• A jungle track – a track through the jungle
• A deserted city – a city with no inhabitants
• The French flag – the flag of France
• A wooden hut – a hut built of wood
• A blank page – a page with no writing on it
Position of adverbs: difference between British and American English
Mid-position adverbs usually go after auxiliary verbs, after am / are / is / was / were and before other verbs.
• She has never written to me.
• The discussion was mainly about politics.
When there are two or more auxiliary verbs, the adverb usually goes after the first.
• You have definitely been working hard.
In American English, mid-position adverbs are often put before auxiliary verbs and am / are / is / was / were, even when the verb is not emphasized.
• You certainly have made him angry. (US)
• You have certainly made him angry. (GB)
• You are always late. (GB)
• You always are late. (US)
• America has long been known as a land of opportunities. (GB)
• America long has been known as a land of opportunities. (US)
In British English, mid-position adverbs can go before auxiliary verbs and am / are / is / was / were when we want to emphasize the auxiliary verbs.
• I am really sorry. (No emphasis on am.)
• I really AM sorry. (Emphasis on AM)
In negative sentences, mid-position adverbs generally come before not if they emphasize the negative.
• I really don’t like her. (Strong dislike)
• I don’t really like her. (Mild dislike)
Position of adverbs of certainty and place
We use adverbs of certainty to say how sure we are of something. Examples are: certainly, definitely, clearly, obviously and probably.
Adverbs of certainty usually go in mid-position.
Study the following patterns.
Auxiliary verb + adverb
• She will probably come.
• The train has obviously been delayed.
Am / are / is / was / were + adverb
• She is certainly right.
• There is clearly something wrong.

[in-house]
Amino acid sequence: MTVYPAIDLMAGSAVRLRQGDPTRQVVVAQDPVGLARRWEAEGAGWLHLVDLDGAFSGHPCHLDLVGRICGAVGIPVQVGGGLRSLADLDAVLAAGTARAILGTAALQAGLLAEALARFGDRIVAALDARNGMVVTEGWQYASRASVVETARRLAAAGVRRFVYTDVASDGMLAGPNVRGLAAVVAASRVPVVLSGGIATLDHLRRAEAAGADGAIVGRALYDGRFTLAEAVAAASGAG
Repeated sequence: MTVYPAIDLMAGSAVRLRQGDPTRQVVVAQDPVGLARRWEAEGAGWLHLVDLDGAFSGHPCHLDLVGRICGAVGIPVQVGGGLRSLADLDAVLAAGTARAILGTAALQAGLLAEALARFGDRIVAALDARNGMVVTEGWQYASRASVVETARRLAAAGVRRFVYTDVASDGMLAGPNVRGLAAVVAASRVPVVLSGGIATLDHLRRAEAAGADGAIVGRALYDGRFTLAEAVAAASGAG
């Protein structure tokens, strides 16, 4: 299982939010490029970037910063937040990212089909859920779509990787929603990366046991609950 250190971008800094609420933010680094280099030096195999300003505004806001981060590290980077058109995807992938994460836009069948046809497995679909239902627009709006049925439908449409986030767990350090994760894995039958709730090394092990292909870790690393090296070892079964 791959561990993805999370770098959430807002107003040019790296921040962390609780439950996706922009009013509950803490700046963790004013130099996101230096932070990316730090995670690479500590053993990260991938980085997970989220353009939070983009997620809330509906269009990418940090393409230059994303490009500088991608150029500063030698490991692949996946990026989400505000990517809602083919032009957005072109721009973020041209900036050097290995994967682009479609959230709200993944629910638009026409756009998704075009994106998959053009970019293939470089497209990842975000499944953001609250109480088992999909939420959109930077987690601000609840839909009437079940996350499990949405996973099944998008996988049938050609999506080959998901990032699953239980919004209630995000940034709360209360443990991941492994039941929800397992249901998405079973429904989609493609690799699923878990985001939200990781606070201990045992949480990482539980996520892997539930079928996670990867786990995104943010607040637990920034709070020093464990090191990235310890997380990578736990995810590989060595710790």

Adverb + other verb
He probably thinks that he is the smartest. (NOT He thinks probably that …)
• I certainly feel better today.
Maybe and perhaps usually come at the beginning of a clause.
• Maybe you are right.
• Perhaps he will come.
Adverbs of place
Adverbs of place say where something happens. Examples are: upstairs, around, here, in London, out of the window
Adverbs of place usually go at the end of a clause.
• The children are playing in the garden.
• Don’t throw things out of the window.
• The old man sat in the corner.
• There was a very tall tree at the end of the garden.
Initial position is also possible. This usually happens in a literary style.
• At the end of the garden there was a very tall tree
Adverb clauses of degree or comparison
Adverb clauses of degree or comparison answer the question how much, how little or how many. The chief conjunctions used to introduce adverb clauses of degree are as, as…as, so…as and than.
• She is older than her husband.
• She is as intelligent as she is beautiful.
• You are later than I expected.
• She is as pretty as a doll.
• She is not so intelligent as her sister.
The correlative the…the may also be considered as a conjunction introducing adverb clauses of degree.
• The older you grow the wiser you become.
• The more he earns the more he spends.
In adverb clauses of degree or comparison, the verb is often understood and not expressed.
• I earn as much as you (do).
• I can sing as well as he (does).
• She is as tall as he (is).
• Nobody knows her better than I (do).
Note that when the verb is not expressed it is more common to use object pronouns after as and than.
• I can sing as well as him. OR I can sing as well as he does. (More natural than ‘I can sing as well as he’.)
• Nobody knows her better than me. OR Nobody knows her better than I do. (More natural than ‘Nobody knows her better than I.)
Adverb clauses of result and concession
Adverb clauses of result or consequence are introduced by the subordinating conjunctions that, so…that, so that and such…that.
• The famine was so severe that thousands perished.
• They fought so bravely that the enemy fled.
• He is such a good man that all respect him.
• He spoke in such a low voice that few people could hear him.
That is often omitted.
• She was so weak that she could hardly stand. OR She was so weak she could hardly stand.
• It was so hot we didn’t go out. OR It was so hot that we didn’t go out.
Adverb clauses of concession
Adverb clauses of concession are introduced by the subordinating conjunctions though, although, even though, while, whereas and even if.
• Though I am poor I am honest.
• I will be able to get in although I have no ticket.
• Even if it rains I will come.
• The men managed to survive even though they were three days without water.
• John is very popular among his friends, whereas his brother is a reclusive.
As is sometimes used in the sense of though.
• Young as he is he occupies an important position in the firm. (= Though he is young, he occupies an important position in the firm.)